For helium at N.T.P. the constants in this equation are: -
C = 2.42476×1027; η02 = 34991.7×1027.
The dispersion of helium is extremely small, as may be seen by the small- ness of the constant b in equation (i.) above, as compared with its value in the case of hydrogen or argon (b = 4.3×10-11 for hydrogen, and b = 5.6×10-11 for argon). This is perhaps clearer if we express relative dispersion by the formula -
where μF, μC, μD are the refractive indices for the Fraunhofer lines F, C, and D. We then have the following values of v: - Air =98.0; Hydrogen = 65.9; Helium = 39.9;
The specific inductive capacity of helium has been determined by the electrostatic null-method of Hopkinson and Lebedeff, and has the value
K = 1.000074
at 0° and 760 mm. According to Maxwell's Law, K should be equal to (μ∞)2, where μ∞ is the refractive index for radiations of large wave-length. Extrapolating from the values for the refractive index for light of various wavelengths within the range of the visible spectrum, we find μ∞ = 1.0000375,
whence (μ∞)2 = 1.000075,
a value which agrees well with that given above for K. Bouty states that the dielectric cohesion of helium at 17° is represented by the number 18.3 (A = 38; air = 419; H2 = 205). In this connection the extraordinary length of the spark gap in helium may be mentioned. By experiments made with a vacuum tube of which one electrode was movable, it was found that under a certain fixed set of conditions as to potential difference, pressure, etc., the following lengths of spark were obtainable in helium, and in certain other gases: - Oxygen = 23.0 mm.;. Air = 33.0 mm.; Hydrogen = 39.0 mm.; Argon = 45.5 mm.; Helium = 250-300 mm.;
If VHe and Vair are the sparking potentials in helium and air respectively, then the ratio VHe/Vair is found to diminish with increase of sparking distance (δ) and with increase of pressure (P), while other gases compared with air show an increase of sparking potential with increase in δ and P. When V is plotted against δ, helium gives straight lines, while other gases give curves concave to the axis of δ. The minimum spark potential in helium is 184 volts, and the corresponding pressure is 2.4 mm.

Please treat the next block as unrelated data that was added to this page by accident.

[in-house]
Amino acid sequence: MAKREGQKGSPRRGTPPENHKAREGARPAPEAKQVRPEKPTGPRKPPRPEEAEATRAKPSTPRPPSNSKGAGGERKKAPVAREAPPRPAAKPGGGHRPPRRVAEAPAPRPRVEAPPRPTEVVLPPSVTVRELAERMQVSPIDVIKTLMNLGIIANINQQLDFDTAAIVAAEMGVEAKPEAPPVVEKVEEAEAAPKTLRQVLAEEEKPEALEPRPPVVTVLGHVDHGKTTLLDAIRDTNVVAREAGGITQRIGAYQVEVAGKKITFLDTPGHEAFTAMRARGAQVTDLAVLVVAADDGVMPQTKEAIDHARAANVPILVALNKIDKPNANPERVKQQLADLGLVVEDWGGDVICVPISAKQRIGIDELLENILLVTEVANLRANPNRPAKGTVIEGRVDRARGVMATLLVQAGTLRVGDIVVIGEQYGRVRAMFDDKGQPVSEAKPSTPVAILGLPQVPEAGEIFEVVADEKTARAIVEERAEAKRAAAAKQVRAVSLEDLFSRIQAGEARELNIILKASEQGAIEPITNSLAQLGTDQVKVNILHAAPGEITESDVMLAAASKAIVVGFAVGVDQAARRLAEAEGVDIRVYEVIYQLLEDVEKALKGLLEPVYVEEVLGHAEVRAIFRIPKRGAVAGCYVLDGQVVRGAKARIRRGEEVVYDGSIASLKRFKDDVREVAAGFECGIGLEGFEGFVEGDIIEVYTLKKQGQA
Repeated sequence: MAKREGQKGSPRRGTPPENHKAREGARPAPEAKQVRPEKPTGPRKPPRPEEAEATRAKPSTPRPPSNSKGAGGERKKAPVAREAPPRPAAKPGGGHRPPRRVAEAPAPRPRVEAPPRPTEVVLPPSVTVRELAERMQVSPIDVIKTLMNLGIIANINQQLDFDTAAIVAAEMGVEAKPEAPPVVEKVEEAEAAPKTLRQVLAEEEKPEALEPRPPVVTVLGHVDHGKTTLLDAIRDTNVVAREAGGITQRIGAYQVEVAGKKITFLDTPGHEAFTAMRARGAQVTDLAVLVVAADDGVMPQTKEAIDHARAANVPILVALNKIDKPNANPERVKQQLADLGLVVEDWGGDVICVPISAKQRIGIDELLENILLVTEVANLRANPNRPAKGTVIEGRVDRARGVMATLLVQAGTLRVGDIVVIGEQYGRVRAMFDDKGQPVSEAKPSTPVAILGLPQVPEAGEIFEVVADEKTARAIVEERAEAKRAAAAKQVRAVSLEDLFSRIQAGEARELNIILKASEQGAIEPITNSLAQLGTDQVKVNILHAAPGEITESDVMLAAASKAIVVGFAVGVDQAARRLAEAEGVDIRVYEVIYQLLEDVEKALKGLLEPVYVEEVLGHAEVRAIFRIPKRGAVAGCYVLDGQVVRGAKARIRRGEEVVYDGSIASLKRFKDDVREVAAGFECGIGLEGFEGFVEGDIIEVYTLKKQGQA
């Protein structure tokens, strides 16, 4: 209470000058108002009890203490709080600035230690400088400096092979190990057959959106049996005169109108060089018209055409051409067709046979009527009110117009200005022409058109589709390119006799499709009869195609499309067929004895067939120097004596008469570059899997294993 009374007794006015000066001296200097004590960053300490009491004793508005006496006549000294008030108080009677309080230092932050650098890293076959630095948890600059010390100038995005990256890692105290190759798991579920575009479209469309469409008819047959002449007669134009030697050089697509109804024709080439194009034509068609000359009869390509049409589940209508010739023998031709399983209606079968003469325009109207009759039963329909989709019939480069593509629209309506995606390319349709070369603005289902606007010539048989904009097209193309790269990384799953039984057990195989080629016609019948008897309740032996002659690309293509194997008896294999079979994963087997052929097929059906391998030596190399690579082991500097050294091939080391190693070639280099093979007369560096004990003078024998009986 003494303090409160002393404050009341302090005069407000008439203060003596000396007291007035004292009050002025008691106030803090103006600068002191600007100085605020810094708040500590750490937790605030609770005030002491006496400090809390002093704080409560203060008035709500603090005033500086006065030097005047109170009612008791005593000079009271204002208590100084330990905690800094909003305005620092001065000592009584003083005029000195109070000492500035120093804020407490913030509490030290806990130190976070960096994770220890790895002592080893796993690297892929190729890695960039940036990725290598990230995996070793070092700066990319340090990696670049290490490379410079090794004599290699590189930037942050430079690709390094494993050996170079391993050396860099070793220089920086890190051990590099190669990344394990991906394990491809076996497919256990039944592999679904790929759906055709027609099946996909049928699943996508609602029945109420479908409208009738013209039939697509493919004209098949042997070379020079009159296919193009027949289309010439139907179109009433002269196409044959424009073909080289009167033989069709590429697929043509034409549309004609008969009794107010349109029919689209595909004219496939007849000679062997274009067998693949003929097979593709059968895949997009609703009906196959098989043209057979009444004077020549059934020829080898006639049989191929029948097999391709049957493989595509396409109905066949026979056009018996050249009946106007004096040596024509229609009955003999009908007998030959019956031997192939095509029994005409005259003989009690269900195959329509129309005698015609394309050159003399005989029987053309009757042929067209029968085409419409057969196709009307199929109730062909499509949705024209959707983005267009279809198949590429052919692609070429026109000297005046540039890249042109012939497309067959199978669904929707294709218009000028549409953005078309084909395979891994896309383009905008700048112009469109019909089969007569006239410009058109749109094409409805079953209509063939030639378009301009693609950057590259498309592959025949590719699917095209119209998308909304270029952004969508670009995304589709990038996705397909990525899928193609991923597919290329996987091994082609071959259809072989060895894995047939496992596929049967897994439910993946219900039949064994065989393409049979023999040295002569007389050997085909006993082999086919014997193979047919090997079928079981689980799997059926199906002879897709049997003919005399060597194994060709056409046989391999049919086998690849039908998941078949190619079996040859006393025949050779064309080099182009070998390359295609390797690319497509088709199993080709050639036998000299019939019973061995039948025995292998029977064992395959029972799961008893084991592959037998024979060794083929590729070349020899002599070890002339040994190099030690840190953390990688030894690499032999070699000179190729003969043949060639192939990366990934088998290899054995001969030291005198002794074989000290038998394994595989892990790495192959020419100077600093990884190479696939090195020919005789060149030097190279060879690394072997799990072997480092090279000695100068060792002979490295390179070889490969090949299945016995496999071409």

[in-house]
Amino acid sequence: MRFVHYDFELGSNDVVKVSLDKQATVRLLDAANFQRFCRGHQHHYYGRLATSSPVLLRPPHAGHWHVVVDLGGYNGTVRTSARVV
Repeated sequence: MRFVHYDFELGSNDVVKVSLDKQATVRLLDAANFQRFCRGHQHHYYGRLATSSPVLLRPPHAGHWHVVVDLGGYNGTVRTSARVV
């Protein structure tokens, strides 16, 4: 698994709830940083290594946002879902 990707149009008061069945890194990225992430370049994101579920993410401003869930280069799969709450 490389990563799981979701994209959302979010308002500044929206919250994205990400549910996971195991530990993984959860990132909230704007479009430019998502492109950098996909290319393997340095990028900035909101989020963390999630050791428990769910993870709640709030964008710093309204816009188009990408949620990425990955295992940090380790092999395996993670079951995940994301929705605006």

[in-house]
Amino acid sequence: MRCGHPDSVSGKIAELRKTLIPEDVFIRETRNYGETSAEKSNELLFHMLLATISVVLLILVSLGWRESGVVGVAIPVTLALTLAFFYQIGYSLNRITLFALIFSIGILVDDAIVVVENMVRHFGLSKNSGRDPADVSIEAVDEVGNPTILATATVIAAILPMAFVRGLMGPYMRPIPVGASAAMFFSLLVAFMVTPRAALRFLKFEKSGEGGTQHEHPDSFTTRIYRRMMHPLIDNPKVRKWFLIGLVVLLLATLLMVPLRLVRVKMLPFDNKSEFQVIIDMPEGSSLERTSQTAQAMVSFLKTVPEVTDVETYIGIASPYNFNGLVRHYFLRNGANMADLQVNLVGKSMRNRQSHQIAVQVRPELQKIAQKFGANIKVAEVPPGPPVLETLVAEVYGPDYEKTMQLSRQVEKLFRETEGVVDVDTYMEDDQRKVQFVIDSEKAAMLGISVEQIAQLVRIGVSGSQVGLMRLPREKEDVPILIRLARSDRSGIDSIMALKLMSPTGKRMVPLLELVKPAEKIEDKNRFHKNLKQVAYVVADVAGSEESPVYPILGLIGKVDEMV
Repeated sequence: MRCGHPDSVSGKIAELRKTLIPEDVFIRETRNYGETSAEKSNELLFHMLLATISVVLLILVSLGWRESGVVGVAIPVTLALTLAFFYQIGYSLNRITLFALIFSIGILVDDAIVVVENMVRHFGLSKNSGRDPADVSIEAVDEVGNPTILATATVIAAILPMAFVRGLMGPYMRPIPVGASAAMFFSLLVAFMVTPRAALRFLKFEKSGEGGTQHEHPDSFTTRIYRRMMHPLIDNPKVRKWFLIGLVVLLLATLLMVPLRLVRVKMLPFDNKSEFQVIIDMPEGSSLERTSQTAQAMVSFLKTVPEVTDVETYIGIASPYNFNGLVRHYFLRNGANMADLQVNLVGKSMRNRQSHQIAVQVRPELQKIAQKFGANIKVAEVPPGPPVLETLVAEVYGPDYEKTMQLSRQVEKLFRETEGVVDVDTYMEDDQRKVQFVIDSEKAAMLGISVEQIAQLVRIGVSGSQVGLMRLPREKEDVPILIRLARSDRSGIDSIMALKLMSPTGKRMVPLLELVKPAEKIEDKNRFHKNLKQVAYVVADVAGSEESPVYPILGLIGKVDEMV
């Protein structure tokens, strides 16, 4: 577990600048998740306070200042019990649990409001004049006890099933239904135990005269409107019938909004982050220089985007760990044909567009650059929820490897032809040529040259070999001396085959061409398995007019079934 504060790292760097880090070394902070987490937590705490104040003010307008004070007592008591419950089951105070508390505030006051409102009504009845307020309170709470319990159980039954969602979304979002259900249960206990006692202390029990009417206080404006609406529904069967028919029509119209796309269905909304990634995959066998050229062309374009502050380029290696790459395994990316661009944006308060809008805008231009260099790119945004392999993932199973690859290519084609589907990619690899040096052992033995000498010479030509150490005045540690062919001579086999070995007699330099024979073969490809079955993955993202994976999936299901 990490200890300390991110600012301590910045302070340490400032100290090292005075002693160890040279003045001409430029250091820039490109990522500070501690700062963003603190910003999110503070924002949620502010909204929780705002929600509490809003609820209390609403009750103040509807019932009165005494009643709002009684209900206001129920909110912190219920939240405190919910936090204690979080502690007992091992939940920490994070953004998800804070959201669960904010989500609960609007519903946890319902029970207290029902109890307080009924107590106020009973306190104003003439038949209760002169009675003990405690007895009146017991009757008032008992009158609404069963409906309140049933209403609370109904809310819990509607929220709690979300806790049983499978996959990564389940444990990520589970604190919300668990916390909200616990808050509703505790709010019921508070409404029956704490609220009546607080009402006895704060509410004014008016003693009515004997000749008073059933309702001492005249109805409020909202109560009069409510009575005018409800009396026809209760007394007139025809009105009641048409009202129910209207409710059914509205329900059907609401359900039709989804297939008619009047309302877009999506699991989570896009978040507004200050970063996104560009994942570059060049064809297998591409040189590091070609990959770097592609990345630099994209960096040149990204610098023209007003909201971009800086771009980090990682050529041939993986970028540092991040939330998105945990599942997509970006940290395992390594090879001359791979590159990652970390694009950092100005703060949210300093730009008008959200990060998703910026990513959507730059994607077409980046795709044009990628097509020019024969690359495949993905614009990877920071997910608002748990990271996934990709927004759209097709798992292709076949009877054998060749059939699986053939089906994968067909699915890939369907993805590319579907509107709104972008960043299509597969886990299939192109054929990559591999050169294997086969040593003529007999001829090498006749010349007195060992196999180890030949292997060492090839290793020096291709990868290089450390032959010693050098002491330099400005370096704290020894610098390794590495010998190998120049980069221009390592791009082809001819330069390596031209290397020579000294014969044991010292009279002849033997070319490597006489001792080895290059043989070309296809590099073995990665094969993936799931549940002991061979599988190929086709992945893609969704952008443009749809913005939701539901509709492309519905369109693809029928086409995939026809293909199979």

The spectrum of helium is complex, and was found by Runge and Paschen to contain six series of lines. These fall naturally into two groups in each of which we have a Principal Series, and two Subordinate Series which converge toward a common limit. (See Picture.)
|Spectra produced in Ordinary Vacuum Tubes by the Uncondensed Discharge from an Induction Coil. |
One of these groups consists of doublet series, and the doublet D3, by which helium was discovered, is the first in the Principal Series. It is the lines of this group which characterise the solar spectrum of helium, and the spectrum obtained in a vacuum tube under moderately low pressures.
The chief line of the Principal Single Line Series is λ5016, in the green, and is prominent in the spectrum of helium under very low pressure. Generally all the lines of helium are visible in the spectrum under any conditions; but the relative intensity of the two groups characterised by D3 and λ5016 respectively can undergo great changes, so that the light emitted by a vacuum tube exhibits the following alterations as the pressure is reduced: -
- Orange yellow
- Bright yellow
- Green X-ray vacuum